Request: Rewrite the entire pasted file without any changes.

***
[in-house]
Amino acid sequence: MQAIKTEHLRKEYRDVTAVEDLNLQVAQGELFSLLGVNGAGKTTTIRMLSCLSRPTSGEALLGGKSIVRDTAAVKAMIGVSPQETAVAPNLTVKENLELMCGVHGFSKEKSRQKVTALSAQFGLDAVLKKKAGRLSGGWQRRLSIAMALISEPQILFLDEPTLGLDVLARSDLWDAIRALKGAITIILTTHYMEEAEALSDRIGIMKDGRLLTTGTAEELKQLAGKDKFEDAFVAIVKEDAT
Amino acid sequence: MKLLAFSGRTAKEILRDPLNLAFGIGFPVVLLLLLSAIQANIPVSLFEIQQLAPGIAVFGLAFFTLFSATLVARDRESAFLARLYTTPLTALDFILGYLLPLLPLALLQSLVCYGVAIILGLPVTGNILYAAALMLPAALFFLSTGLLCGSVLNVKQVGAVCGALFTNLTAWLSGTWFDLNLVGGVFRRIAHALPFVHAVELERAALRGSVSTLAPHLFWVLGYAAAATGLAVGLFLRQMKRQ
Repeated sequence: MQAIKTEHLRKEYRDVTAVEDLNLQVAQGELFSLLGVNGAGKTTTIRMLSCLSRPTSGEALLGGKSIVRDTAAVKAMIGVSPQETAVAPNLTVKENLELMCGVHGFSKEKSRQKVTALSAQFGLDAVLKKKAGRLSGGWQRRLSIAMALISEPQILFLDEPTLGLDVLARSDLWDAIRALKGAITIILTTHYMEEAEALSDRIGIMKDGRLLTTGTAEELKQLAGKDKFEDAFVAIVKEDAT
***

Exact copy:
[in-house]
Amino acid sequence: MQAIKTEHLRKEYRDVTAVEDLNLQVAQGELFSLLGVNGAGKTTTIRMLSCLSRPTSGEALLGGKSIVRDTAAVKAMIGVSPQETAVAPNLTVKENLELMCGVHGFSKEKSRQKVTALSAQFGLDAVLKKKAGRLSGGWQRRLSIAMALISEPQILFLDEPTLGLDVLARSDLWDAIRALKGAITIILTTHYMEEAEALSDRIGIMKDGRLLTTGTAEELKQLAGKDKFEDAFVAIVKEDAT
Amino acid sequence: MKLLAFSGRTAKEILRDPLNLAFGIGFPVVLLLLLSAIQANIPVSLFEIQQLAPGIAVFGLAFFTLFSATLVARDRESAFLARLYTTPLTALDFILGYLLPLLPLALLQSLVCYGVAIILGLPVTGNILYAAALMLPAALFFLSTGLLCGSVLNVKQVGAVCGALFTNLTAWLSGTWFDLNLVGGVFRRIAHALPFVHAVELERAALRGSVSTLAPHLFWVLGYAAAATGLAVGLFLRQMKRQ
Repeated sequence: MQAIKTEHLRKEYRDVTAVEDLNLQVAQGELFSLLGVNGAGKTTTIRMLSCLSRPTSGEALLGGKSIVRDTAAVKAMIGVSPQETAVAPNLTVKENLELMCGVHGFSKEKSRQKVTALSAQFGLDAVLKKKAGRLSGGWQRRLSIAMALISEPQILFLDEPTLGLDVLARSDLWDAIRALKGAITIILTTHYMEEAEALSDRIGIMKDGRLLTTGTAEELKQLAGKDKFEDAFVAIVKEDAT